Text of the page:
Mini Hot Pot on Park Street offers more than just great food. Customers come away with an excellent meal and an entertaining and interactive dining experience.

More and more, even when you enter a straightforward restaurant these days, a host or server will ask if you’ve visited before and maybe fill you in on specials or unique features of the place. But at Mini Hot Pot, a cook-it-yourself restaurant, we were shown a table and given menus, but no instructions. And this is not an intuitive place.

First of all, there were a bunch of pens on the table, but it wasn’t clear we had to mark the paper menus to order.

Not only do you check the meat you want (beef, pork, chicken, lamb — there’s also sliced fish or mixed vegetable), but you also choose a soup base. There are eight, including Szechuan, Korean kimchi and Singapore coconut.

It’s cheaper to go at lunchtime when the hot pot special is $9.95. Portions are large, so it makes sense to share, only that will cost you an extra $5.99. Dinner hot pots start at $12.99 for mixed vegetable, and go up to $18.99 for seafood.

Vincent Chang, who before opening Mini Hot Pot managed the Asian food department at the Hy-Vee in Fitchburg for two years, opened the small restaurant almost a year ago. It’s in a small strip mall next to Taj Indian Restaurant, where Mabuhay Philippine Cuisine used to be.

Chang’s wife, Amy, brought out our food, while their daughter Yahan, a junior at Memorial High School, waited on us. Chang said now that Yahan is back in school, their other daughter, Sihan, will be the one waiting tables.

After we ordered, we were told to visit the sauce bar, where there were at least a dozen sauces and fixings. When I gave our young server a deer-in-the-headlights look, she pointed out a dipping sauce recipe taped to the sneeze guard.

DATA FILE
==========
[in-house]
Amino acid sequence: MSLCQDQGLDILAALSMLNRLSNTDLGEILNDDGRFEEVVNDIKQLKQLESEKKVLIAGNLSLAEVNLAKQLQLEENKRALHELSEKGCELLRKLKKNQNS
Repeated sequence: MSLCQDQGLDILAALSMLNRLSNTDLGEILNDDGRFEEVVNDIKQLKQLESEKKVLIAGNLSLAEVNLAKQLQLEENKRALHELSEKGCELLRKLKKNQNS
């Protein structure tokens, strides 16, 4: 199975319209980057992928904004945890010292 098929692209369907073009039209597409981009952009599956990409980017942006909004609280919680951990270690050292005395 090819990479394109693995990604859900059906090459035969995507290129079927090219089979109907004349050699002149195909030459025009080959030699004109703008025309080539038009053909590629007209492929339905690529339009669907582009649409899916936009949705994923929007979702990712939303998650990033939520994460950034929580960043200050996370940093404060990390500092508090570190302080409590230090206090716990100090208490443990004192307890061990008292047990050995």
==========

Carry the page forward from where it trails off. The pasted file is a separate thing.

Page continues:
That foolproof sauce, a combination of six ingredients, including garlic, green onion, cilantro and sesame paste, made all the difference. Cooked udon noodles were also there, free for the taking.

Heaping plates with our proteins and myriad other items came out quickly, along with warm pots of broth.

Electric burners are built into each place setting, and once turned on, the broth boiled fast. Then you can start dropping in your items. The chicken and pork were sliced thin and rolled up, cooking almost immediately. The sliced fish also needed little time in the pot.

I took it for tilapia, but Chang later told me it was sewin, or brown trout.

“I think it’s better than tilapia,” said Chang, and I’d agree.

The plate included a huge number of other items, some recognizable, others not. Favorites included big pieces of cabbage, enoki mushroom, a fish ball, a spongy tofu square, fried bean curd skin and mock crab.

The plate also featured baby carrots, a cocktail-sized sausage and a clam. Everything tasted amazing dipped in the sauce we’d mixed up at the sauce bar.

If there were any quibbles, it would be that the broccoli was cut too big. I also could have done without the strange beef ball which had something gelatinous poking out of it.

One member of our party wasn’t interested in a hot pot, and turned to the $6.95 lunch specials, ordering the chicken with broccoli. He was the only one who didn’t leave happy.

He complained that his broccoli was basically raw, so I offered to cook it in my pot, but he declined. He also didn’t care for how thinly sliced the chicken was. His meal came with a crisp, flaky egg roll, but it didn’t have much filling. He also noticed that the fortune cookies were stale.

And boy, were they stale.

A delightful sweet treat at Mini Hot Pot is the bubble tea ($3.75), made with black tea and milk, and served with tapioca balls in a tall, plastic to-go cup.

Before coming to Madison, Chang owned a Chinese restaurant in Vernon Hills, Illinois. While hot pot originated in China, it was popularized in Japan, where it’s called shabu-shabu.

Soga was Madison’s first hot pot restaurant, opening on State Street in 2012. The city is apparently big enough for two, with Mini Hot Pot doing a strong business since it opened.

It’s easy to see why it’s so popular. It’s fun, it’s engaging, and most importantly, the food’s delicious. And even though it may seem like you’re doing some of the kitchen’s work, it’s well worth it.

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Wisconsin State Journal food writer Samara Kalk Derby brings you the latest news on the Madison area's eclectic restaurant scene.